Sweet Season: After a Garden Frost
Which vegetables not only survive frost, but taste better after a freeze? Here’s what to grow.
Most of us don’t dread the coming of fall even though for several parts of the country it means the end of vegetable gardening season. (Of course, there’s always growing indoors). That first frost will yellow the cucumber vines and turn the basil leaves black. We’d better have all the corn picked — if there’s any left — and bring in the winter squash if we want it to keep, ahead of that first glistening, frozen veil. And the lettuce? Kiss it goodby, unless you’ve covered your delicate plants or the first frost is light. On the other hand, spinach may not be hurt if the frost is light enough.
But there are reasons to look froward to the first garden frost. Some vegetables not only survive it, they come out of the garden tasting even better than before. Kale and broccoli especially gain a sweetness from a light frost that can’t be matched by anything picked earlier. Other members of the brassica family — cabbage, brussels sprouts and kohlrabi — also do well with frost.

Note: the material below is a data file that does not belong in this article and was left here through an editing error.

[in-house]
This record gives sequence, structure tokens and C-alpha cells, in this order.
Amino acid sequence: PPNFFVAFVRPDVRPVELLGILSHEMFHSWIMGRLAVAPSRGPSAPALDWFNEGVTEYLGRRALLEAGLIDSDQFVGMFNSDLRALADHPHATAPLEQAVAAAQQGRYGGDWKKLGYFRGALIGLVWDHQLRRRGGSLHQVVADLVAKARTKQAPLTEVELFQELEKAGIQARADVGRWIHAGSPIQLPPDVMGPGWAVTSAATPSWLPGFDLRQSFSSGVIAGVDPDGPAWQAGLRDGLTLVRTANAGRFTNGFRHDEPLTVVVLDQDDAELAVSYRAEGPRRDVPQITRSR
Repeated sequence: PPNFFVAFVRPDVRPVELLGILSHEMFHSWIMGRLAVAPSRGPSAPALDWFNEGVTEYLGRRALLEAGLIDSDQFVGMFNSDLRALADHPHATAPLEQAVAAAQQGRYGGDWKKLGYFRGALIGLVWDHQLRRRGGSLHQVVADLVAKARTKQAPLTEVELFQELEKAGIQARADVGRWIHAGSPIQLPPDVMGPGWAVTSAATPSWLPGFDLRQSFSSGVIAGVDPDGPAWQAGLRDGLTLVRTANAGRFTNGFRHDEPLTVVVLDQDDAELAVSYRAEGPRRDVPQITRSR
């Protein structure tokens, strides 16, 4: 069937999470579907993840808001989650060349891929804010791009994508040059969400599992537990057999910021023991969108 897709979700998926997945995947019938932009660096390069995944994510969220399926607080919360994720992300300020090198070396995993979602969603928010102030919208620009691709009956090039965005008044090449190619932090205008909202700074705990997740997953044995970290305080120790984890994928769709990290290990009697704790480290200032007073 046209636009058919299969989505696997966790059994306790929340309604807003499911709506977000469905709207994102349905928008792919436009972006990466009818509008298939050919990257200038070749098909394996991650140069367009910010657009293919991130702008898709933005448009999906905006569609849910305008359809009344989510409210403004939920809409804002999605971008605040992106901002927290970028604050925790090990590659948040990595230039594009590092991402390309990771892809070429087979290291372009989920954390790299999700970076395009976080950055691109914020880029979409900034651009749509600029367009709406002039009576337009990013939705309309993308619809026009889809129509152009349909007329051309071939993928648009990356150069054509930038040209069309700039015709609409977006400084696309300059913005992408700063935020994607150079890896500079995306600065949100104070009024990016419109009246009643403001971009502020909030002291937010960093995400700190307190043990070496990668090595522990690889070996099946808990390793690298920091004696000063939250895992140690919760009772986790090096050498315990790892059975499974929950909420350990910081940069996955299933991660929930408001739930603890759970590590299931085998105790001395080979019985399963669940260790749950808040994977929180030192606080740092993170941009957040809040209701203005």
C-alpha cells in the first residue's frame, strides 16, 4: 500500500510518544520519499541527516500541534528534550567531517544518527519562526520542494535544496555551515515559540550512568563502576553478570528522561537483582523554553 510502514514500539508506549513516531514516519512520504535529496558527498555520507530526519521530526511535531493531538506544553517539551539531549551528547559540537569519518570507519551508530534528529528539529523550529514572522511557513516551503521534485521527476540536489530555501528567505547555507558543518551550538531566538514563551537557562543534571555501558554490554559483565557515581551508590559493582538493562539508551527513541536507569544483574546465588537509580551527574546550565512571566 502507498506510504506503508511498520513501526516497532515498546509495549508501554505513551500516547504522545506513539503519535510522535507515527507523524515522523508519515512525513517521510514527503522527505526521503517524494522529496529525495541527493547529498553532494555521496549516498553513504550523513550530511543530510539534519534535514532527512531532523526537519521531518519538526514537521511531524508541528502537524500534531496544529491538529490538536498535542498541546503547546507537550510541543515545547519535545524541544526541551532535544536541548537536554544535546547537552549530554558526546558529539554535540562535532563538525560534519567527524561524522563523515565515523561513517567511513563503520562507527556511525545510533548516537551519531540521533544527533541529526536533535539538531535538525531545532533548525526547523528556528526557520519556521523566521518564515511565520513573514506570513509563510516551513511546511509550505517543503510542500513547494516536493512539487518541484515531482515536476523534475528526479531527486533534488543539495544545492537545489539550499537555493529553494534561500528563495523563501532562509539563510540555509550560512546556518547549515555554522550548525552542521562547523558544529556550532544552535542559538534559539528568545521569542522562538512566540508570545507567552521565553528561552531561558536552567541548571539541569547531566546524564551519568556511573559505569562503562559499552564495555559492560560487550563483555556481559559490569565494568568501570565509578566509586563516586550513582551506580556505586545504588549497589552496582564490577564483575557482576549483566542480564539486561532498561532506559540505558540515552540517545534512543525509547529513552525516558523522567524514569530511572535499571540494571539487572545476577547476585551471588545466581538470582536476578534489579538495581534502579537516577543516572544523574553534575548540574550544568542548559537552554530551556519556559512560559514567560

We often justify our gardening, especially our organic gardening, by claiming that vegetables from our garden just taste better. While this is generally true, the frost-touched broccoli and kale from our gardens prove it without a doubt. When we garden, we control what we grow and when we harvest it. It’s doubtful that the kale you buy in the grocery store has had the benefit of cold weather. Even if it has, you’ll never know. But the vegetable gardener pays close attention to the weather her plants are experiencing, both before and after it happens. Often, we anticipate the first frost so that we may protect our delicate plants. But we also look forward to harvesting the first frost-touched broccoli because we know its a treat we can’t buy. Yum!